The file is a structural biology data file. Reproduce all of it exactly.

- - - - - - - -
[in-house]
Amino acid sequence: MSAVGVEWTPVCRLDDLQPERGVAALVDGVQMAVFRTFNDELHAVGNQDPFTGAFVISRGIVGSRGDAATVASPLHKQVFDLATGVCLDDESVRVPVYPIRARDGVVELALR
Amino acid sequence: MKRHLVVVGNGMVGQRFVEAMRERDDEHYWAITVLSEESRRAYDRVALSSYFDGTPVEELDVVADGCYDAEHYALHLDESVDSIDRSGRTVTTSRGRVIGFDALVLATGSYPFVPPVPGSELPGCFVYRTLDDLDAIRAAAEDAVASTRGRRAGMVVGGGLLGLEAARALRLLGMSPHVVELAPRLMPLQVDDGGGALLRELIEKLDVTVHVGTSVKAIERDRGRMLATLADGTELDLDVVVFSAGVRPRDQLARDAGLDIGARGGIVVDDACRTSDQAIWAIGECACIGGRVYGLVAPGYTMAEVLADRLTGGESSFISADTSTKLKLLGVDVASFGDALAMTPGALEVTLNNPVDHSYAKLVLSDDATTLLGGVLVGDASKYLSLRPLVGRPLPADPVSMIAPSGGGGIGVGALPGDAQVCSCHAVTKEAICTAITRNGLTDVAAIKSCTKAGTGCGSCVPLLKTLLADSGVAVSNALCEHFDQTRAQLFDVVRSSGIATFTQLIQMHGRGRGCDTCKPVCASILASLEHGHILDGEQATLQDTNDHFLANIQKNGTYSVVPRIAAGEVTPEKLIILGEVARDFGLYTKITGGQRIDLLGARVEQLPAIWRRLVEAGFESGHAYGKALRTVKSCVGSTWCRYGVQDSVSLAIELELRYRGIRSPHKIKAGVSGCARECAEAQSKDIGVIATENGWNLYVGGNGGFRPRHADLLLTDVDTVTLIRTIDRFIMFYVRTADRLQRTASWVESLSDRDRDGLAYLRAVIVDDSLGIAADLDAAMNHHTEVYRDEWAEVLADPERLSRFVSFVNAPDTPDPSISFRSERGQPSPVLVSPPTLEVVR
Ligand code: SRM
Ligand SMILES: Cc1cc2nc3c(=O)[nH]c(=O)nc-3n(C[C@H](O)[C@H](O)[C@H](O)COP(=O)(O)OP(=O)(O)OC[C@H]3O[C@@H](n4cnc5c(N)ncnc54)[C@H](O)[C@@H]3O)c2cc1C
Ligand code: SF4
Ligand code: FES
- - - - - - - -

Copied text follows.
[in-house]
Amino acid sequence: MSAVGVEWTPVCRLDDLQPERGVAALVDGVQMAVFRTFNDELHAVGNQDPFTGAFVISRGIVGSRGDAATVASPLHKQVFDLATGVCLDDESVRVPVYPIRARDGVVELALR
Amino acid sequence: MKRHLVVVGNGMVGQRFVEAMRERDDEHYWAITVLSEESRRAYDRVALSSYFDGTPVEELDVVADGCYDAEHYALHLDESVDSIDRSGRTVTTSRGRVIGFDALVLATGSYPFVPPVPGSELPGCFVYRTLDDLDAIRAAAEDAVASTRGRRAGMVVGGGLLGLEAARALRLLGMSPHVVELAPRLMPLQVDDGGGALLRELIEKLDVTVHVGTSVKAIERDRGRMLATLADGTELDLDVVVFSAGVRPRDQLARDAGLDIGARGGIVVDDACRTSDQAIWAIGECACIGGRVYGLVAPGYTMAEVLADRLTGGESSFISADTSTKLKLLGVDVASFGDALAMTPGALEVTLNNPVDHSYAKLVLSDDATTLLGGVLVGDASKYLSLRPLVGRPLPADPVSMIAPSGGGGIGVGALPGDAQVCSCHAVTKEAICTAITRNGLTDVAAIKSCTKAGTGCGSCVPLLKTLLADSGVAVSNALCEHFDQTRAQLFDVVRSSGIATFTQLIQMHGRGRGCDTCKPVCASILASLEHGHILDGEQATLQDTNDHFLANIQKNGTYSVVPRIAAGEVTPEKLIILGEVARDFGLYTKITGGQRIDLLGARVEQLPAIWRRLVEAGFESGHAYGKALRTVKSCVGSTWCRYGVQDSVSLAIELELRYRGIRSPHKIKAGVSGCARECAEAQSKDIGVIATENGWNLYVGGNGGFRPRHADLLLTDVDTVTLIRTIDRFIMFYVRTADRLQRTASWVESLSDRDRDGLAYLRAVIVDDSLGIAADLDAAMNHHTEVYRDEWAEVLADPERLSRFVSFVNAPDTPDPSISFRSERGQPSPVLVSPPTLEVVR
Ligand code: SRM
Ligand SMILES: Cc1cc2nc3c(=O)[nH]c(=O)nc-3n(C[C@H](O)[C@H](O)[C@H](O)COP(=O)(O)OP(=O)(O)OC[C@H]3O[C@@H](n4cnc5c(N)ncnc54)[C@H](O)[C@@H]3O)c2cc1C
Ligand code: SF4
Ligand code: FES